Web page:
The Nezperce Story
A History of the Nezperce National Forest


A review of available material on the early history of the area makes it evident that a large number of topographic features were named for people. Peter King, for whom Pete King Creek was named, was born in Germany, February 22, 1832. Peter H. Ready, a freighter into Florence, was born in Detroit, Michigan, in November 1849. A campground and creek carry his name. Riggins was named for Richard L. Riggins, born near Grangeville on May 21, 1876. He was a postmaster and hotelkeeper in the town bearing his name.

Some features, like Coolwater, Iron Mountain, Bearwallow, Pilot Knob, Burnt Knob, Quartzite, Buffalo Hump, and Cold Springs, come by their names naturally. The reason why some features bear the names of animals is quite obvious.

Now and then something was named for an odd reason. Bill McPherson gives this version for Limber Luke Creek: A party on a camping and cattle-salting trip included a school teacher. Her saddle horse, a long limber-legged animal was always getting tangled in the brush and falling over logs, causing the schoolmarm much embarrassment. The horse soon acquired the name of Limber Luke, and the creek name followed.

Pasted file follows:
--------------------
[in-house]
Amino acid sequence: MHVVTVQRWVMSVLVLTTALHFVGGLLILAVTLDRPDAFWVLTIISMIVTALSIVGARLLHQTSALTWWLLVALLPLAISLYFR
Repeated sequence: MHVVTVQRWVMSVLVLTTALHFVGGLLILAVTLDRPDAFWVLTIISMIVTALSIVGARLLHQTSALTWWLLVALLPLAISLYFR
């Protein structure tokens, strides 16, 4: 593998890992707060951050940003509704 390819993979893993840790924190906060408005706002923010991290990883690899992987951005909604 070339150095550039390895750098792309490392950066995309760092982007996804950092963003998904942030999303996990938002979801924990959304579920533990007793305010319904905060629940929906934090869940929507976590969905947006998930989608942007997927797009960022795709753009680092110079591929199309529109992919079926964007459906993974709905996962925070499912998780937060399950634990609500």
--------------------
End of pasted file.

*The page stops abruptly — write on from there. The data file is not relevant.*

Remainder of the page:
The map which accompanied J. B. Leiberg's report on the Bitterroot Forest Reserve area in 1900 shows the present Bargaman Creek (Bargaman was an early trapper and prospector) as Little Salmon River, Hell Creek just above Moose Creek as Big Creek, and the present Sheep Creek, a tributary to Salmon River, as Elk Creek. The Selway Meadow Creek was called Selway Creek. The Leiberg map also shows a Smart Cabin near Elbow Bend, a Nolan Cabin on East Moose near Moose Creek Ranch, and a Gilroy Cabin on Selway at the mouth of Meeker Creek. There are also several old maps and some signs which show the present Slate Creek as "Freedom."

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Last Updated: 11-Nov-2008